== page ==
Divine Discontent

Divine Discontent

Exploring the Words and Legacy of Dr. Martin Luther King Jr.

S.E. Williams | Contributor

As the inland region once again comes together in community to celebrate the life and contributions of Dr. Marlin Luther King Jr. most remember him above all else, as a man of peace.

Some recall with reverence, images of Martin Luther King, Jr. (MLK) standing before the Lincoln Memorial in 1963 during the peak of the Civil Rights Movement speaking words that will reverberate through history from his “I Have a Dream Speech.” 

Over the years and in succeeding generations King’s persona is now largely coalesced into a few oft repeated phrases of love, hope and forgiveness; while his legacy as an organizer, a profound leader of a dynamic movement for change—though highly respected—is largely relegated to history books and parades.  

   He is heralded as the prophet of non-violence. He held a belief so powerful it moved him into a rare category among those considered truly self-actualized (i.e., doing all he was capable of). And, his teachings of non-violence have inspired movements for freedom and justice the world over. 

Among King’s statements most frequently quoted are, “The time is always right to do what is right.” “Darkness cannot drive out darkness; only light can do that.” “Hate cannot drive out hate; only love can do that.” “Injustice anywhere is a threat to justice everywhere.” “Our lives begin to end the day we become silent about things that matter.” “I have decided to stick with love. Hate is too great a burden to bear.” “Faith is taking the first step even when you don’t see the whole staircase.” And, “Forgiveness is not an occasional act; it is a constant attitude.” 

This partial list of positive, uplifting quotes would lead one to believe they represent the full catalogue of King’s teachings. Yet, such words reveal only a part of the powerful oratory and written messages of King.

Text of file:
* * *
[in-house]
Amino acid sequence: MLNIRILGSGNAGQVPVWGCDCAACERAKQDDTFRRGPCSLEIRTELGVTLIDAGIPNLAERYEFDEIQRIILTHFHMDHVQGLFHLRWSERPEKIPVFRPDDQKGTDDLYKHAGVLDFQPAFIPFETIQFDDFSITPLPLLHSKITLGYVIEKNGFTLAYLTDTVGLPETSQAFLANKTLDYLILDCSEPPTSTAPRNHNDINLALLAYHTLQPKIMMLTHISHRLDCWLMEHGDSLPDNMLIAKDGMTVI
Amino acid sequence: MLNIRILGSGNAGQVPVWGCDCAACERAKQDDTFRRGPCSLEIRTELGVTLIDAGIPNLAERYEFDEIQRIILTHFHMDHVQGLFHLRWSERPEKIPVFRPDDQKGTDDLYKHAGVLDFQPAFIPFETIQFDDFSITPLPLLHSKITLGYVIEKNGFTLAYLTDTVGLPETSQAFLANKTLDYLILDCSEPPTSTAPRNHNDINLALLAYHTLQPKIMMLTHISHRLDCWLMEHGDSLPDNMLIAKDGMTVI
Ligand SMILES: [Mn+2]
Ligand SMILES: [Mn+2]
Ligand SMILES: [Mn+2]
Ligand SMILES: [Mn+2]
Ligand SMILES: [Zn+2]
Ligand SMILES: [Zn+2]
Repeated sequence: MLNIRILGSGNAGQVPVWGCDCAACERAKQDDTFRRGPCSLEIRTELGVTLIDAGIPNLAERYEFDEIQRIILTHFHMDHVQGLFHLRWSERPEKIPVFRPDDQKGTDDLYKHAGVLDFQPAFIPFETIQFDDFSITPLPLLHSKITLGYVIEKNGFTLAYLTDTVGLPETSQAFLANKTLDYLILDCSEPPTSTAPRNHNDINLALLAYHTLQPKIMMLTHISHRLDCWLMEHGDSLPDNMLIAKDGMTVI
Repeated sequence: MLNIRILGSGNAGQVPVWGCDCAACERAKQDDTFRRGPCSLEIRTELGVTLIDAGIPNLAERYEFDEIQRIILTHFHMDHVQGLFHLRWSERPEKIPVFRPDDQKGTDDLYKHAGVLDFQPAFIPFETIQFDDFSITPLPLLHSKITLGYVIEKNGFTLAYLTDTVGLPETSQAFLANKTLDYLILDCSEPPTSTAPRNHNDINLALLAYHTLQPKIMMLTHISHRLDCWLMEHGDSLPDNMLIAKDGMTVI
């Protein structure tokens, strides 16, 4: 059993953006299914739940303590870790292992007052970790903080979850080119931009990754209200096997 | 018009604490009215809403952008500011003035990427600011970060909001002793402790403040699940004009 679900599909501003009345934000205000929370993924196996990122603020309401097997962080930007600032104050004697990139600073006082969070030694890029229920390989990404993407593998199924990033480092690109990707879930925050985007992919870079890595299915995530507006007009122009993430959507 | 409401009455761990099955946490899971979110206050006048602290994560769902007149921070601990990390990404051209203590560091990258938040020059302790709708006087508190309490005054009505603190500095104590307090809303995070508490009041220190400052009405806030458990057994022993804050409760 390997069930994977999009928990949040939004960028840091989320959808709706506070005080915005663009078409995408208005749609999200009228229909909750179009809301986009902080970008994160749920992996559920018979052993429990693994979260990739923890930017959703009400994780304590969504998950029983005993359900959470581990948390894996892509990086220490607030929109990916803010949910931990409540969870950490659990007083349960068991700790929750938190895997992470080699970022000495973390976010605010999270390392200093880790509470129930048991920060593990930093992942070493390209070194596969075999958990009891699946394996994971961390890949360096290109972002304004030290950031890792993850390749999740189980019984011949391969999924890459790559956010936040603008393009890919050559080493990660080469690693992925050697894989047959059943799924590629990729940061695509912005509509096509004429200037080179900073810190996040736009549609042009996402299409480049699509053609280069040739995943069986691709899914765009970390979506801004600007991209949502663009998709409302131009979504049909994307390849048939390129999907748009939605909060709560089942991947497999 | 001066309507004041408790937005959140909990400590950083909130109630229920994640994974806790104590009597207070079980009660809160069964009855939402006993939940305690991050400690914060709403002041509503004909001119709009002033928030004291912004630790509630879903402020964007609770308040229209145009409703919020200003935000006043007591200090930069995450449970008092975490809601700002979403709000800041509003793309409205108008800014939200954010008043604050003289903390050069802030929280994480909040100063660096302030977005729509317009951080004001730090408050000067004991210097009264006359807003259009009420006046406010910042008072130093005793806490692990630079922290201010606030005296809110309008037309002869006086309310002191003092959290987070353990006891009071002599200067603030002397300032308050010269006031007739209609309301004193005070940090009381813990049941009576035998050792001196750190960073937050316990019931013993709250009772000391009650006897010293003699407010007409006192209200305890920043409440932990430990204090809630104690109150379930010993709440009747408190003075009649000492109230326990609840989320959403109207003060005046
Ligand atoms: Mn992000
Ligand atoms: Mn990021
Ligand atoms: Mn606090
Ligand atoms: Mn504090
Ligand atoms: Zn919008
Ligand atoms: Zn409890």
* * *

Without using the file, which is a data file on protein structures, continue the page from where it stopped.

Another line by King frequently quoted is, “We must accept finite disappointment, but never lose infinite hope.” Yes, King spoke all these words, but he also said so much more. 

Much of what King taught and spoke about is rarely quoted in mixed company because it is easier for some Americans to embrace his legacy and celebrate a man who spoke most committedly of peace and love. Yet, he was a complex man. Although as a Christian preacher he was a drum major for peace, for truth, for justice and for love, he also never shied away from speaking truth to power as the leader of a people who longed for justice and access to the full rights of citizenship in a nation that continued to deny them this birthright. 

“It all boils down to the fact that we must never allow ourselves to become satisfied with unattained goals. We must always maintain a kind of divine discontent.”
– Rev. Dr. Martin Luther King, Jr.

Many believe it was these words—words that rattled the power brokers of America—that made him a target for assassination. Remember, King is the same man who warned us to, “Never forget that everything Hitler did in Germany was legal.”

On a different occasion he stressed, “There are some things so dear, some things so precious, some things so eternally true, that they are worth dying for. And I submit to you that if a man has not discovered something that he will die for, he isn’t fit to live.” King’s life and death were testaments to such commitment. 

Born January 15, 1929, had King lived he would be a fragile old man of 91. It is hoped with age he would only have grown more prescient in his wisdom. 

Were King alive today few might argue whether he would be an advocate for reparations, consider his comments in 1967, “Again we have deluded ourselves into believing the myth that Capitalism grew and prospered out of the Protestant ethic of hard work and sacrifice. The fact is that capitalism was built on the exploitation and suffering of Black slaves and continues to thrive on the exploitation of the poor—both Black and White, both here and abroad.” How much has changed since his death?

Perhaps one of the more controversial challenges verbalized by King was extended to White Americans whose support he understood the civil rights movement depended on. In 1967 he asked the following series of rhetorical questions: “Why is equality so assiduously avoided? Why does White America delude itself, and how does it rationalize the evil it retains?” 

Responding to his own questions King declared, “The majority of White Americans consider themselves sincerely committed to justice for the Negro. They believe that American society is essentially hospitable to fair play and to steady growth toward a middle-class utopia embodying racial harmony. But unfortunately, this is a fantasy of self-deception and comfortable vanity.” Would King think differently today?